~13Z83Z
g According to this process, after the pattern-wise exposure of the resist layer, the resist layer is treated with a mildly acidic aqueous solution and then the entire layer is exposed with actinic radiation before the magnesium salt treatment of the layer. In this case, magnesium compounds will be incorporated into the originally unexposed portions of the resist layer which are then rendered plasma resistant so that the originally exposed layers are preferentially removed when the layer is subjected ' to the oxygen plasma treatment.
The process provides for the development of resist layers using a plasma. Although aqueous solutions are employed, they are non-reactive and do not attack underlayers such as aluminum, and, in fact, would not normally contact a completely exposed substrate surface even in the multi-treatment cycle embodiment of the process of the invention.

Claims (11)

The embodiments of the invention in which an exclusive property or privilege is claimed are defined as follows:
1. A process for producing a patterned resist image on a substrate comprising the steps of:
coating a layer of a phenol-formaldehyde/diazoketone resist material on said substrate;
patternwise exposing said layer to radiation;
reacting said resist layer with magnesium ions, and contacting the layer with an oxygen containing plasma so as to preferentially remove portions of said layer.
2. The process of claim 1 wherein the magnesium ions are incorporated into said layer by soaking said layer in an aqueous solution of a magnesium salt.
3. The process of claim 2 wherein multiple cycles of soaking said layer in said aqueous solution and contacting said layer with an oxygen-containing plasma are used.
4. The process of claim 3 wherein said magnesium salt is magnesium acetate tetrahydrate.
5. The process of claim 1 wherein said radiation is a scanning electron beam.
6. The process of claim 1 wherein said radiation is actinic light.
7. The process of claim 1 wherein the unexposed por-tions of said layer are preferentially removed when said layer is contacted with said oxygen-containing plasma.
8. The process of claim 2 wherein after pattern-wise exposing said layer to radiation, said layer is con-tacted with a mildly acidic aqueous solution and then the entire layer is exposed with actinic radiation so that the magnesium salts are incorporated into the originally unexposed portions of said layer so that the exposed portions of said layer are preferentially removed when said layer is contacted with said oxygen-containing plasma.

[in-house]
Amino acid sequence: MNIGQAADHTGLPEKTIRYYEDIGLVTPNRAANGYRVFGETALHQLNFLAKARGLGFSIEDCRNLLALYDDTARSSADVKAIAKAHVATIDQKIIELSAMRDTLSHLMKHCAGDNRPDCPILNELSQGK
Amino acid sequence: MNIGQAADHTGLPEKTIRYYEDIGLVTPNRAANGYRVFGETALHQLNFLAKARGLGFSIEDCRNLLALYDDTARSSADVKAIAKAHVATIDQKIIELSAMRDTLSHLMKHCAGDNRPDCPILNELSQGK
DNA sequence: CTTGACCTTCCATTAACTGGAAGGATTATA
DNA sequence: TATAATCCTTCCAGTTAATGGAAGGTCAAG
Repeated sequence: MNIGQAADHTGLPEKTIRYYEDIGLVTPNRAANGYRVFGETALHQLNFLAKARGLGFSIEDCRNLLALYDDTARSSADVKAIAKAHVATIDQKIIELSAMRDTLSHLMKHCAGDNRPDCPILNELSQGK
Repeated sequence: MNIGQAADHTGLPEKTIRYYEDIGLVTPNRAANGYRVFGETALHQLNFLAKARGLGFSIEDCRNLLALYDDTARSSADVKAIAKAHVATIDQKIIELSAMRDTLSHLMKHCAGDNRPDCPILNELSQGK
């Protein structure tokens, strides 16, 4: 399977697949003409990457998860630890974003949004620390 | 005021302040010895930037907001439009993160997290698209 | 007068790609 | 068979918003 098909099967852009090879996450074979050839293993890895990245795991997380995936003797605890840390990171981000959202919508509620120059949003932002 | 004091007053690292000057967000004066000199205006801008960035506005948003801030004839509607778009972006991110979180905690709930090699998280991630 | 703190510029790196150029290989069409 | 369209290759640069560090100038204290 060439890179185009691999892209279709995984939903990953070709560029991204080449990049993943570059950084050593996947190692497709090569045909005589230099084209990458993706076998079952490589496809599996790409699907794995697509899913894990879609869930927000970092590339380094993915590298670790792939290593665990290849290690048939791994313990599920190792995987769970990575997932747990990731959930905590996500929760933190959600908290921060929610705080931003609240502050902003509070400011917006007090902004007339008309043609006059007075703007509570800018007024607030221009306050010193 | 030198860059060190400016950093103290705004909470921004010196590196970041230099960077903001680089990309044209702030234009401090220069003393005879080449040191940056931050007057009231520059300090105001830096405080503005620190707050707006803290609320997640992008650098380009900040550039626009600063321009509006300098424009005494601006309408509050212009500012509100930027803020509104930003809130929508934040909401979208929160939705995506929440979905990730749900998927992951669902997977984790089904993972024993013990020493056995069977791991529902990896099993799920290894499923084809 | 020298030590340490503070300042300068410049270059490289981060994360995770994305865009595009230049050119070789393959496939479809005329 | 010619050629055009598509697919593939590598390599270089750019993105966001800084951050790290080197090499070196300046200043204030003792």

9. The process of claim 2 wherein said oxygen-contain-ing plasma is created by an electrode-less discharge in an oxygen atmosphere at a pressure of about 150 microns and power of about 25 watts.
10. The process of claim 1 wherein said magnesium ions are incorporated into said layer by ion implantation.
11. The process of claim 1 wherein said magnesium ions are incorporated in said resist by pre-mixing therein a water soluble ionizable magnesium salt prior to said coating on said substrate.
CA 371001 1980-04-30 1981-02-16 Use of an oxygen-containing plasma to develop a phenol-formaldehyde/diazoketone resist reacted with magnesium ions Expired CA1132832A (en)

Priority Applications (2)

Application Number Priority Date Filing Date Title
US145,163 1980-04-30
US06145163 US4307178A (en) 1980-04-30 1980-04-30 Plasma develoment of resists

Publications (1)

Publication Number Publication Date
CA1132832A true CA1132832A (en) 1982-10-05

Family

ID=22511878

Family Applications (1)

Application Number Title Priority Date Filing Date
CA 371001 Expired CA1132832A (en) 1980-04-30 1981-02-16 Use of an oxygen-containing plasma to develop a phenol-formaldehyde/diazoketone resist reacted with magnesium ions

Country Status (5)

Country Link